Saturday, September 04, 2010

A long time ago Paul Newman played the lead in a soapy Hollywood film called the Long Hot Summer, and this year everyone in Asheville has lived it.

When I was doing my research about moving here, the statistics on summer weather were that it was cooler and drier than most of the surrounding South. July high temps were supposed to average 82 degrees and Asheville averaged 5 days per year above 90 degrees. When I moved here there were, to me, a surprising number of houses without air conditioning. People depended on ceiling fans and cool night air.

If Al Gore wants some confirmation of his contentions about the warming trend in the weather, all he needs to do is spend a summer here. I have now spent 6 of them and all have been hotter than the statistics would tell you and this one has been the hottest. Since summer isn’t over, there are no final numbers but most people who watch these things are saying that this will break the record for the hottest average temperatures for any summer since records have been kept. I have no idea how many days we had over 90 but I am fairly certain that we had more than 5 before summer even officially started.

July was hellish. I know, I know, it was worse elsewhere, but that doesn’t make me feel better. It has been so hot here that Abner and I have had to really modify our hiking habits. To begin with, when I walk out at 7:00 in the morning to get my paper and it is in the low to mid 70s and feels like a moderately heated sauna, I know the window of opportunity for walking with a long coated dog is closing fast. That was most mornings this summer. Consequently, we have spent a lot of time driving up to Craggy Gardens or Graveyard Fields, both of which are at elevations over 5,000 feet and have markedly lower temperatures than we have in town. I also bought Abner something called a Kool Collar. This is a great little device that is made of some kind of polyester fabric on the outside and a mesh on the inside. You fill it with ice cubes, put it around the dog’s neck like any other collar and the ice slowly melts and wicks cold water down to his skin to work as a slow evaporative cooler. I think it really helps. We have found that the ice usually lasts between two and two-and-a-half hours before it is gone so we can still get in some decent moderate length hikes without it running dry. Of course at Biltmore we can also refill it an any number of places since they sell food and beverages in many locations on the estate.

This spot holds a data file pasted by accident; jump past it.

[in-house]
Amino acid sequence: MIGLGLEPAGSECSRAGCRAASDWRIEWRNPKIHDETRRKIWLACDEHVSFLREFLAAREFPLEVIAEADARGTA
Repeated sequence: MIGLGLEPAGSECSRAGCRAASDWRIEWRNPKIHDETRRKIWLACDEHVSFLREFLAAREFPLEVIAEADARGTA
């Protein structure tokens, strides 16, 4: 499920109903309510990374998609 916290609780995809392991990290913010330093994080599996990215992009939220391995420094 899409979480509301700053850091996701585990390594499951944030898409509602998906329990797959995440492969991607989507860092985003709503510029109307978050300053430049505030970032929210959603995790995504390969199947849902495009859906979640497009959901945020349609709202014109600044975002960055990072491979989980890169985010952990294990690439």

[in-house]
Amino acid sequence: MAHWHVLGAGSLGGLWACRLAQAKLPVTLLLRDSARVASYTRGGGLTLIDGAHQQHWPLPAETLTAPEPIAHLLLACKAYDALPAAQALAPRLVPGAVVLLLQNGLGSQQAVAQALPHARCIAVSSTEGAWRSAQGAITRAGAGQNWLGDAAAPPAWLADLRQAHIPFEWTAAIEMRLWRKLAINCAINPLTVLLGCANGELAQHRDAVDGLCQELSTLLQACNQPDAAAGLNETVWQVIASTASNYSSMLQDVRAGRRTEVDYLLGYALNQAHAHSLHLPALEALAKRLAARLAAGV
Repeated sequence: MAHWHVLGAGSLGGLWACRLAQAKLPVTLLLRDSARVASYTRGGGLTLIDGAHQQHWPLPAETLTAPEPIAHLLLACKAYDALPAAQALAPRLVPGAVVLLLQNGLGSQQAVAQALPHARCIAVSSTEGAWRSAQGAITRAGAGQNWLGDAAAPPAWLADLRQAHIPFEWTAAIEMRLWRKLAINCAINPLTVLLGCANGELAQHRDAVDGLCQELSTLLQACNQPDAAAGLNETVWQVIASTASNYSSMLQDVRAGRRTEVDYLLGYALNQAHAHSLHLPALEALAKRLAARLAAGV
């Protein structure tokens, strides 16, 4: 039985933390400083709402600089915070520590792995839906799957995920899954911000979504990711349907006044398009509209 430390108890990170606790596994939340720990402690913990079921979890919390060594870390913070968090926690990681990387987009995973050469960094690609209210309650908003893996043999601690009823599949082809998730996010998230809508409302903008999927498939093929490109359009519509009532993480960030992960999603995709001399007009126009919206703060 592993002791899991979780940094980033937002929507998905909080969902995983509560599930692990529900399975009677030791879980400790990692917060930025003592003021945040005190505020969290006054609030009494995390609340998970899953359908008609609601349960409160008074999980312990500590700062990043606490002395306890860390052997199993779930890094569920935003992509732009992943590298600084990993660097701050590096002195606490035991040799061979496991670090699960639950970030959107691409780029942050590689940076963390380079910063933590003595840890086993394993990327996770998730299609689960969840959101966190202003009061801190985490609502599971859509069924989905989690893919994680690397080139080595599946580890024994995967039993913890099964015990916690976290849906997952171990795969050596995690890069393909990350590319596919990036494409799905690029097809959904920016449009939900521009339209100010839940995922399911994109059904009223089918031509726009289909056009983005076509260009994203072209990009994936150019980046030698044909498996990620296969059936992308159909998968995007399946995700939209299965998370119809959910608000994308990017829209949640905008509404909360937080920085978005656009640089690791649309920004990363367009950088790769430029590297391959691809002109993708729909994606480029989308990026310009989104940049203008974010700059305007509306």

You can also use a freezer gel pack that comes with the collar if you don’t want dripping to happen, like if you are going somewhere in the car and don’t expect to have your dog outside all that much but still want some cooling. It doesn’t last as long and obviously the dog doesn’t get wet but it still helps keep him a little cooler. If you are interested, their website is

Still, we have had a fairly nice summer. After the large number of visitors I had during the spring, summer was pretty quiet. Lexi Boeger, who is something of an international rock star in the world of fiber spinning came to Asheville to teach a two-day seminar at the Folk Art Center and did Abner and me the honor of staying with us while she was here. We had limited time but packed it with gorging on food, a Segway tour at Biltmore, a fairly lengthy visit to Blue Spiral One, which is one of the best art galleries I have ever visited anywhere, and some general touring so she could have an idea of what Asheville is about. Clearly another visit without the responsibilities of conducting a seminar will be required but we had a great time. Like her cousin Heather who came here in late March, Lexi is one of those people who knows how to have fun and consequently everything you do with here ends up as a party.

I had planned to take Abner to Nova Scotia for a couple weeks this summer but for financial and other reasons decided that perhaps it wasn’t wise. Like most people who are in a house for a year or less, there is still a laundry list of things I want to do with this place and I find that no matter how much I promise myself each time I make an improvement, that I won’t do anything else for awhile, something always comes up. At this point, plumbing the house for natural gas, which was just installed in the neighborhood, is a high priority but is costly. I also still haven’t bought a grill to cook outdoors although if the gas company is coming to hook me up, I really need to get on that so they can do the conversion when they are here.

I also have a bunch of trips lined up in the coming 5 months so I figured that I could stay at home through the summer both for my sanity and Abner’s. Nova Scotia will still be there next year, and things may have changed by then.